Lebanese celebrating their independence and new found liberty.
Those images would make the citizens of other Arab and Muslim nations
want the same thing for themselves.
The Egyptians, the Saudis, Jordanians, Syrians and other nationalities
would all ask the same question: "Why can't the same
thing happen to us?" Recently we had seen new developments
like the municipal elections in Saudi Arabia which were mostly
symbolic and without much substance but nonetheless a big change
for the al Saud family. What's more, Egypt's President Mubarak,
who has ruled for 24 years, announced his desire for a
constitutional amendment to allow multi candidate presidential
elections. I guess he got tired of feeling alone during his one
man election campaigns all these years.
Then there is Iran, a non-Arab nation that has been run by Shiite
clerics for the past 26 years. It is a brutal oligarchy
that has an anti American/anti Israeli platform that is marked
by viciousness, pervasive government control, nepotism, corruption
and pervasive mismanagement of the nation's affairs.
The irony is the Iranians themselves are probably the most pro
American in the Muslim world. Another point is that the majority
of Iranians have no feeling of resentment towards Israel because
the two nations have no issues of contention between them. So the
contrast of the mentality and desires of the Iranian people and
that of the ruling Islamofascist oligarchy running the nation is
so big it baffles many.
One sees in the people of Iran a great yearning to be a part
of the world community, to be respected and for Iran to be an ideal
model to her neighbors. More and more people in Iran today have
less interest in Islam because it symbolizes their oppression and
daily struggle for survival. Many of Iran's youth are hoping
for great success in the U.S. operation in Iraq. It will be too
much for the Iranian people to bear when they see more and more
of their neighbors enjoying new found freedom and optimism.
It is only a matter of time before the proverbial walls come
tumbling down which seems very certain in Lebanon this May. The
demographics of the nations, the poor state of the economies, the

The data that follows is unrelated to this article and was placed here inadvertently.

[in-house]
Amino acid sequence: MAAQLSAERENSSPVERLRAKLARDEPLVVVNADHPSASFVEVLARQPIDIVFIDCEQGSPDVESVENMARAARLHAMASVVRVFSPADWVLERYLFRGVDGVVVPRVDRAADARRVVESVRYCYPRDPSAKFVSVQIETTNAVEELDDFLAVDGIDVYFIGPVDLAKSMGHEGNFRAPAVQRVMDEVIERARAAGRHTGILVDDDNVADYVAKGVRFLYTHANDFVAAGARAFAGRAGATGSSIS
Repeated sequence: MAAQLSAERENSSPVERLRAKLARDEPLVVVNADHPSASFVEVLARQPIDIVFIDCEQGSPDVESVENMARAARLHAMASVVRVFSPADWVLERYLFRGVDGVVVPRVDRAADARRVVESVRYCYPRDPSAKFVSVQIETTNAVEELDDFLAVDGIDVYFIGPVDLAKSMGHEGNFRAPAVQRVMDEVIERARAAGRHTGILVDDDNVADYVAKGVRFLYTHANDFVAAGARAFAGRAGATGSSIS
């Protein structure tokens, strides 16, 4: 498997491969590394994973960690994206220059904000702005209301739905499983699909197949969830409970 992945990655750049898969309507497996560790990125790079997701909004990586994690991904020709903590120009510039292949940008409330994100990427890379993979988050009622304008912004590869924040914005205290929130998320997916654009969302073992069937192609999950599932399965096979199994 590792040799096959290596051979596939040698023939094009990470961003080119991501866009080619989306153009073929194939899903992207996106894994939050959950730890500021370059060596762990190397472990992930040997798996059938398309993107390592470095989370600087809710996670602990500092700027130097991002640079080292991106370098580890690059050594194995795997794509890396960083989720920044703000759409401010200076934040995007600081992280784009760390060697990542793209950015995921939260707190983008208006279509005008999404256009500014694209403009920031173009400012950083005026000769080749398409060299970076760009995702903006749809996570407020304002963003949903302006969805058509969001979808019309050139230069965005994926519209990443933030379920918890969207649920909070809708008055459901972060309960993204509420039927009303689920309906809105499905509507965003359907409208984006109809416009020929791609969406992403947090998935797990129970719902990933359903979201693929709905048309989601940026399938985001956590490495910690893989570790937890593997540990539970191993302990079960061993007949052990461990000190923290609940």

collective desire by the populace for better lives and increasing
U.S. pressure makes profound change unavoidable. One way or another
it will happen.
This will be beneficial to the citizen's of these nations
and to wider security concerns around the world. 9/11 made us realize
that oppressive governments are very bad for the peace and stability
of the world even if that tyranny is on friendly terms with those
concerned. Tyrannies stay in power through lies, threats and terror.
They spend a great deal of time and resources to stay in power;
time and resources that could be better spent on education, healthcare,
infrastructure development and so on. Also they aim to direct the
anger and frustration of their populations at imagined external
enemies through the state controlled media and education systems
so that it lessens the likelihood that the collective rage will
be turned on them.
Natan Sharansky for those of you who do not know him was a dissident
from the former Soviet Union; a man of great courage, conviction
and vision. For years he has been saying basically
this: democratic nations are far less likely to wage war on their
citizens of democratic nations are far less likely to engage in
acts of terrorism. It does not pay to keep friendly dictatorships
in power. The hijackings, car bombings, beheadings and other brutal
crimes that have been carried out against civilians around the
world unequivocally prove this!
The Bush administration has realized America's past blunders
in treating these nations as gas pumps and nothing else. For reasons
of morality and national security,
America must press harder for political and economic reform in
the Middle East just as they had done in Central and Eastern Europe.